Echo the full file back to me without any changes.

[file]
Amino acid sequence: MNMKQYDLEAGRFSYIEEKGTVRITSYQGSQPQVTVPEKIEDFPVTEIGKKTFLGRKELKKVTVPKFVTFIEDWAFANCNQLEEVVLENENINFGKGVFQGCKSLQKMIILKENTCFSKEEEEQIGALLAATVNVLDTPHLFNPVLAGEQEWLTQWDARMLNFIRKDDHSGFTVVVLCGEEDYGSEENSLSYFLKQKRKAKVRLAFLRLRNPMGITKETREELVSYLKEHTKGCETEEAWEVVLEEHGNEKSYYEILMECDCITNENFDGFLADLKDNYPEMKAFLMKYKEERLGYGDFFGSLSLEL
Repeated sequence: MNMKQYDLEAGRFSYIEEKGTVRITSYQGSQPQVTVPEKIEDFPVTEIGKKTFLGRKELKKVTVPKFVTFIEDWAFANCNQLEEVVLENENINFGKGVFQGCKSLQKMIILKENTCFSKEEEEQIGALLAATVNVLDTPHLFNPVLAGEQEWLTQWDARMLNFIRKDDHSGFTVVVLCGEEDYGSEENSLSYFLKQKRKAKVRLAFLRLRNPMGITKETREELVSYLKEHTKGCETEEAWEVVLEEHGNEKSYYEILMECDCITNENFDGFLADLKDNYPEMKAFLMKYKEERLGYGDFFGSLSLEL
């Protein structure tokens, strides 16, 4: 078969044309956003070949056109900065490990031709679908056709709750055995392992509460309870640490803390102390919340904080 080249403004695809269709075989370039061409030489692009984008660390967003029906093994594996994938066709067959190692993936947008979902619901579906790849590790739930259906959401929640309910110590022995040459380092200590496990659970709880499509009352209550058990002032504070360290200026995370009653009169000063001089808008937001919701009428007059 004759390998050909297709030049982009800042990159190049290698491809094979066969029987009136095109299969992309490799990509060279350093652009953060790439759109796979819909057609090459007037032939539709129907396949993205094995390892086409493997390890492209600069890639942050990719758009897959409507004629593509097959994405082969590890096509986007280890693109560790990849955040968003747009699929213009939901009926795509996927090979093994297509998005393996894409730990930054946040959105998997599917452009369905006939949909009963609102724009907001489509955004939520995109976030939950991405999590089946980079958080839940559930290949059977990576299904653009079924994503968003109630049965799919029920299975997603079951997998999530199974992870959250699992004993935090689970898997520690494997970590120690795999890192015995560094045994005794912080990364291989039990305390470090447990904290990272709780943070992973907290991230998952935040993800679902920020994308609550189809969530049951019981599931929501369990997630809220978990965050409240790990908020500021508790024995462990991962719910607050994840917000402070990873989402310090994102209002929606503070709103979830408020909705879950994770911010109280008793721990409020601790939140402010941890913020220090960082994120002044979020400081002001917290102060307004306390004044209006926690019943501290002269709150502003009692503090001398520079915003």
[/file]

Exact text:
Amino acid sequence: MNMKQYDLEAGRFSYIEEKGTVRITSYQGSQPQVTVPEKIEDFPVTEIGKKTFLGRKELKKVTVPKFVTFIEDWAFANCNQLEEVVLENENINFGKGVFQGCKSLQKMIILKENTCFSKEEEEQIGALLAATVNVLDTPHLFNPVLAGEQEWLTQWDARMLNFIRKDDHSGFTVVVLCGEEDYGSEENSLSYFLKQKRKAKVRLAFLRLRNPMGITKETREELVSYLKEHTKGCETEEAWEVVLEEHGNEKSYYEILMECDCITNENFDGFLADLKDNYPEMKAFLMKYKEERLGYGDFFGSLSLEL
Repeated sequence: MNMKQYDLEAGRFSYIEEKGTVRITSYQGSQPQVTVPEKIEDFPVTEIGKKTFLGRKELKKVTVPKFVTFIEDWAFANCNQLEEVVLENENINFGKGVFQGCKSLQKMIILKENTCFSKEEEEQIGALLAATVNVLDTPHLFNPVLAGEQEWLTQWDARMLNFIRKDDHSGFTVVVLCGEEDYGSEENSLSYFLKQKRKAKVRLAFLRLRNPMGITKETREELVSYLKEHTKGCETEEAWEVVLEEHGNEKSYYEILMECDCITNENFDGFLADLKDNYPEMKAFLMKYKEERLGYGDFFGSLSLEL
């Protein structure tokens, strides 16, 4: 078969044309956003070949056109900065490990031709679908056709709750055995392992509460309870640490803390102390919340904080 080249403004695809269709075989370039061409030489692009984008660390967003029906093994594996994938066709067959190692993936947008979902619901579906790849590790739930259906959401929640309910110590022995040459380092200590496990659970709880499509009352209550058990002032504070360290200026995370009653009169000063001089808008937001919701009428007059 004759390998050909297709030049982009800042990159190049290698491809094979066969029987009136095109299969992309490799990509060279350093652009953060790439759109796979819909057609090459007037032939539709129907396949993205094995390892086409493997390890492209600069890639942050990719758009897959409507004629593509097959994405082969590890096509986007280890693109560790990849955040968003747009699929213009939901009926795509996927090979093994297509998005393996894409730990930054946040959105998997599917452009369905006939949909009963609102724009907001489509955004939520995109976030939950991405999590089946980079958080839940559930290949059977990576299904653009079924994503968003109630049965799919029920299975997603079951997998999530199974992870959250699992004993935090689970898997520690494997970590120690795999890192015995560094045994005794912080990364291989039990305390470090447990904290990272709780943070992973907290991230998952935040993800679902920020994308609550189809969530049951019981599931929501369990997630809220978990965050409240790990908020500021508790024995462990991962719910607050994840917000402070990873989402310090994102209002929606503070709103979830408020909705879950994770911010109280008793721990409020601790939140402010941890913020220090960082994120002044979020400081002001917290102060307004306390004044209006926690019943501290002269709150502003009692503090001398520079915003």